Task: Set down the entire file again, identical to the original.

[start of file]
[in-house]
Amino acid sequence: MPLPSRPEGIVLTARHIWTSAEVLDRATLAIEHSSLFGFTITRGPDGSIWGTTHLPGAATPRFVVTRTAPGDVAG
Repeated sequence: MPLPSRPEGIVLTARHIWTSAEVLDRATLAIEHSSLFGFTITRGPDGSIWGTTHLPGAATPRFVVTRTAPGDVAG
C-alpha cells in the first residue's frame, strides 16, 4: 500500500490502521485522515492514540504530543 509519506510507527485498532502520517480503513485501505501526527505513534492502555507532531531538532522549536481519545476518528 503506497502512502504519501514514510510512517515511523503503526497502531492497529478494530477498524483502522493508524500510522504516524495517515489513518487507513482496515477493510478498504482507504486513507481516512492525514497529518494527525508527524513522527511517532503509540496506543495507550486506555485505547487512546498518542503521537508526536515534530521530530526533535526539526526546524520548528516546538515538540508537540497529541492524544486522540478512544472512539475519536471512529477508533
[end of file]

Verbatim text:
[in-house]
Amino acid sequence: MPLPSRPEGIVLTARHIWTSAEVLDRATLAIEHSSLFGFTITRGPDGSIWGTTHLPGAATPRFVVTRTAPGDVAG
Repeated sequence: MPLPSRPEGIVLTARHIWTSAEVLDRATLAIEHSSLFGFTITRGPDGSIWGTTHLPGAATPRFVVTRTAPGDVAG
C-alpha cells in the first residue's frame, strides 16, 4: 500500500490502521485522515492514540504530543 509519506510507527485498532502520517480503513485501505501526527505513534492502555507532531531538532522549536481519545476518528 503506497502512502504519501514514510510512517515511523503503526497502531492497529478494530477498524483502522493508524500510522504516524495517515489513518487507513482496515477493510478498504482507504486513507481516512492525514497529518494527525508527524513522527511517532503509540496506543495507550486506555485505547487512546498518542503521537508526536515534530521530530526533535526539526526546524520548528516546538515538540508537540497529541492524544486522540478512544472512539475519536471512529477508533